People say that the music of the ’60s helped shape America. Hard to argue. The Beatles and The Rolling Stones remain on the lips of most every modern rock act—from folk to punk to progressive—when asked about their influences.
Somewhere in the space between the names we acknowledge is a guy who didn’t quite catch on, a name that escapes those lips for one reason or another.
Usually, it’s musicians who carry the flag for the ones who get forgotten. And so it was that Josh Quinn, front man for The Dead Is Dead and top banana at Tigertree, schooled yours truly on the question posed by this column’s film: Who Is Harry Nilsson?
Josh Quinn is some kind of vagabond. The son of a railroad man, Quinn skittered aross the landscape as a youngster, rarely spending more than a year at any post. His eyes and ears opened while attending a music conservatory, and he soon played hooky from school with his band mates, touring Los Angeles, cutting his teeth.
“I think people that are into Nilsson are typically dumbfounded that more people don’t know about him. He has one of the single greatest voices in American pop music, and so few people know who he is. It’s tragic.”
His current band, The Dead Is Dead, plays a ’60s-inspired brand of garage rock, the sort of hair-tossing, hi-hat swing that lends itself well to Nilsson’s style. As it happens, The Dead Is Dead (which includes Andrea Gleghorn, Michael Murtha, Andy Cook, and Tim Vonderloh) has taken on the task of commemorating Nilsson’s album, Nilsson Schmilsson, in a tribute show at Ace of Cups on April 3. That album is his seminal work, one that included three of the untold legend’s biggest hits: “Coconut,” “Jump into the Fire,” and “Without You.”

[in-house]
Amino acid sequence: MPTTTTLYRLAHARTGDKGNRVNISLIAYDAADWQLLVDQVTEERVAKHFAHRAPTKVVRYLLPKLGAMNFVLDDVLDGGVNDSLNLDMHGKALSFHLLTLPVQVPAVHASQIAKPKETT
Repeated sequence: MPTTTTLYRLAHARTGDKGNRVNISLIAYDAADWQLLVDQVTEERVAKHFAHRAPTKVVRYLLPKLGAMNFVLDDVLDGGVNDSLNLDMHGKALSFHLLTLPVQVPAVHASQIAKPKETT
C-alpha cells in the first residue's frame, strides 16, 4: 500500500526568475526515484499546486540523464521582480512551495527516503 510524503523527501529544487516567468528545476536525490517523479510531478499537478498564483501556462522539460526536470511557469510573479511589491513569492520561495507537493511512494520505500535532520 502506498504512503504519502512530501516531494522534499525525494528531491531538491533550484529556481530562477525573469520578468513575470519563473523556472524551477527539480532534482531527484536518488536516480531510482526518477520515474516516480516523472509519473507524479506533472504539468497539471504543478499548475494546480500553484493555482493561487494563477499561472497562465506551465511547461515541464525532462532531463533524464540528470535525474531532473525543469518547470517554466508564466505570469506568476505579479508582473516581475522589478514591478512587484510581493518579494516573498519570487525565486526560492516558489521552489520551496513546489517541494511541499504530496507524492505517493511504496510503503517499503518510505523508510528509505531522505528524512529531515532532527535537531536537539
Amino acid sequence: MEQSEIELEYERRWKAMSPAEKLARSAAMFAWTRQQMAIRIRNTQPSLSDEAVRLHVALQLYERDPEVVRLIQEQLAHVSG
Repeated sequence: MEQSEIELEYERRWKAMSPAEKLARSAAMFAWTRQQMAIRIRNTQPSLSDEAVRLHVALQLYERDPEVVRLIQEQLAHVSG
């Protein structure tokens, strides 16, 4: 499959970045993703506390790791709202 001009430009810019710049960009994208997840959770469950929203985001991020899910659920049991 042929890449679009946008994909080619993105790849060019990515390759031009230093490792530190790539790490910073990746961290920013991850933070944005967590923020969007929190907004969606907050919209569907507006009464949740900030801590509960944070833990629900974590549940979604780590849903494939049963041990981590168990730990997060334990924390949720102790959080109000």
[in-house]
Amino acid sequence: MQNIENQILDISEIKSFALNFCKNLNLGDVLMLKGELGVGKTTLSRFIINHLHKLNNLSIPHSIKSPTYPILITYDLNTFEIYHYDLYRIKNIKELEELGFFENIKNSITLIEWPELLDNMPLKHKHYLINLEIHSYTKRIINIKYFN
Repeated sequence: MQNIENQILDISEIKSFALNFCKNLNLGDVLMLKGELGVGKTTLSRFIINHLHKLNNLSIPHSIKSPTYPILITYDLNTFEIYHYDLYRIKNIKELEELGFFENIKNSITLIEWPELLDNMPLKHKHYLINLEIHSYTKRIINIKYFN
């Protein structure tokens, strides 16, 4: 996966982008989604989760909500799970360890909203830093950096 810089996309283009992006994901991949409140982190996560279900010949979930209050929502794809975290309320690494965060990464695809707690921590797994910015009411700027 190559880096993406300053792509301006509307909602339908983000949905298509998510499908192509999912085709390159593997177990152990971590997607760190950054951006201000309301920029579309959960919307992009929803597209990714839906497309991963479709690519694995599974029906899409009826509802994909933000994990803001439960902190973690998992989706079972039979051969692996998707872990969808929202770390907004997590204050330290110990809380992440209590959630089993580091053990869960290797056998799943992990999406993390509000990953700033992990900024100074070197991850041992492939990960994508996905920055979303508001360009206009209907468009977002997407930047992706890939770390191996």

“I feel pretty genuine in saying my love for Nilsson is pure,” Quinn said. “I got a copy of Nilsson Schmilsson at a thrift store in LA because I liked the cover. A roommate at the time berated me for playing music without knowing Nilsson, so basically, I put that record on for the first time and got obsessed.”
About the movie
Watch Who Is Harry Nilsson?—or listen to his greatest hits—and you’ll learn quickly that you knew exactly who he was and yet likely wouldn’t have been able to provide his name.
“Most of your musician friends are crazy about him. Most of your non-musician friends have never heard of him,” Quinn said.
The story is certainly tragic. One of Nilsson’s prevailing legacies is his penchant for the kind of public theater that today would set TMZ and Twitter ablaze. True to rock-star form, it was not languor that led Nilsson to the land of the lost. Rather, as the documentary puts forth, it was good-natured shouting matches with John Lennon and legendary benders—Nilsson, in the end, was a victim of his own excess.
“I think most good art,” Quinn said, “and songwriting in particular, comes from pain or sacrifice in some way. Maybe he had a better understanding of that concept than most. He gave up people knowing his songs so that his songs could be better.”
I mentioned that Nilsson struck me as something like an out-of-the-way, super-authentic noodle shop that only legit chefs and connoisseurs know, or a bar that only bartenders frequent. Quinn agreed.
“The idea that something is only valuable if it’s obscure—it’s a good analogy. Except the chefs are probably happy to keep that place a secret so it stays cheap and they know a seat is always available.”
As for the movie, Quinn gave two thumbs up… right before returning to band practice. My 68-year-old mother, a product of Nilsson’s era, could only identify him as the guy who sang the song from Midnight Cowboy. This heralded documentary reveals that much, and infinitely more.